DOLAN is a joint venture between community groups in three deindustrialized North Wales Valleys which were formerly major centers for slate mining. The Bro Ffestiniog federation of social enterprises in one of the valleys has a community broadcast arm which has produced this short video which explains what the Foundational Economy means to them. The community mainly Welsh speaking and they have produced Welsh and English versions of their video.

English

Cymraeg

2019 Foundational Economy Colloquium

The Collective’s 2019 Colloquium was held in Brussels on the theme of “Socio-ecological transitions: making space for the foundational”. The event was sponsored by Cosmopolis- Centre of Urban Research at the Free University, Building Brussels and Cities of Making and the organiser Sarah de Boeck  put together a full programme over the two days of 9 and 10th September which featured plenaries by distinguished academics, presentations by collective members and by guest academics and practitioners engaged with making space for foundational activities in urban places.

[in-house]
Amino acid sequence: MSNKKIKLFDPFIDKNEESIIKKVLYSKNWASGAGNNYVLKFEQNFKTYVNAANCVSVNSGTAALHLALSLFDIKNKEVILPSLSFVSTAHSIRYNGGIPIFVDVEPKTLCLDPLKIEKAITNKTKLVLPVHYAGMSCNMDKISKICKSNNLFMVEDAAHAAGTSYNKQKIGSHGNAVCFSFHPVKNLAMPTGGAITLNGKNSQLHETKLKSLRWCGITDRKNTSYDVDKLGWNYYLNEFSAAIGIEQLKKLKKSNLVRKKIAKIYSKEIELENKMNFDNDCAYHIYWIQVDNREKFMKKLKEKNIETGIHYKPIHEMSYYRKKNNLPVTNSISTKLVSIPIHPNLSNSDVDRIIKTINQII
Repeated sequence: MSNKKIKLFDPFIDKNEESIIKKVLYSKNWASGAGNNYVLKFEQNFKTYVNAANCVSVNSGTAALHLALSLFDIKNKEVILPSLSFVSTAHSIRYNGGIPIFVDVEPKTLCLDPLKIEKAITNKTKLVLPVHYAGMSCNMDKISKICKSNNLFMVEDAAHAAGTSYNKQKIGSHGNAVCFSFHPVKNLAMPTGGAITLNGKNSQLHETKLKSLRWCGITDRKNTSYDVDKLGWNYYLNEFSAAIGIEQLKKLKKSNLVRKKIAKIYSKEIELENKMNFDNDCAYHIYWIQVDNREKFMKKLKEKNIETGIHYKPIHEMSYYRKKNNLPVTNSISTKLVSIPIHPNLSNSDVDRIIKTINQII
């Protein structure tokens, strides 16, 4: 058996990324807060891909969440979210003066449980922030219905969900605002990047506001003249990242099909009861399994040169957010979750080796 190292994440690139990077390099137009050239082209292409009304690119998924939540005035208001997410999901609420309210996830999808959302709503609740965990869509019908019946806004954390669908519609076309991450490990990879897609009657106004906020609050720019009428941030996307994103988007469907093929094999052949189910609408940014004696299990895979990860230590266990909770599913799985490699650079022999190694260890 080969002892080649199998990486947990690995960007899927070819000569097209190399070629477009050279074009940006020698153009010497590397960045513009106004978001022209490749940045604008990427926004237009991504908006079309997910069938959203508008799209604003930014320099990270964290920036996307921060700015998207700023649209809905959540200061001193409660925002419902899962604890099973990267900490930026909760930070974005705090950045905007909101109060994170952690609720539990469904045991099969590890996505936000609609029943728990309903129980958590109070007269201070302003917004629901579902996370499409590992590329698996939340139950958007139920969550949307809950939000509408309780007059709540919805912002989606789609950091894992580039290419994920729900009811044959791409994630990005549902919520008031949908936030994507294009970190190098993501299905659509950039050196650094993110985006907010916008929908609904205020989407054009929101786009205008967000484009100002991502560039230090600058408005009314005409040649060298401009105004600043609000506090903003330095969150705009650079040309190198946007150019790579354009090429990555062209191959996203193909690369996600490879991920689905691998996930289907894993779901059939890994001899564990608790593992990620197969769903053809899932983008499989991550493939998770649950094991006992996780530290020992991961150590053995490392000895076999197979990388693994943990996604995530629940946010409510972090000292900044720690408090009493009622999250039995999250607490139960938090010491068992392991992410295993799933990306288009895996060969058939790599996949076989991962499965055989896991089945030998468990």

New foundational thinking

Short FE Film

In this short film, members of the foundational economy collective explain how and why the foundational economy matters. It was filmed at the 2019 foundational economy colloquium and produced by the colloquium organiser Sarah de Boeck.

COVID-19 UK NHS report

This report outlines how fragility was built into the UK’s hospital and public laboratory systems so that the Covid- 19 crisis was an accident waiting to happen, a normal accident.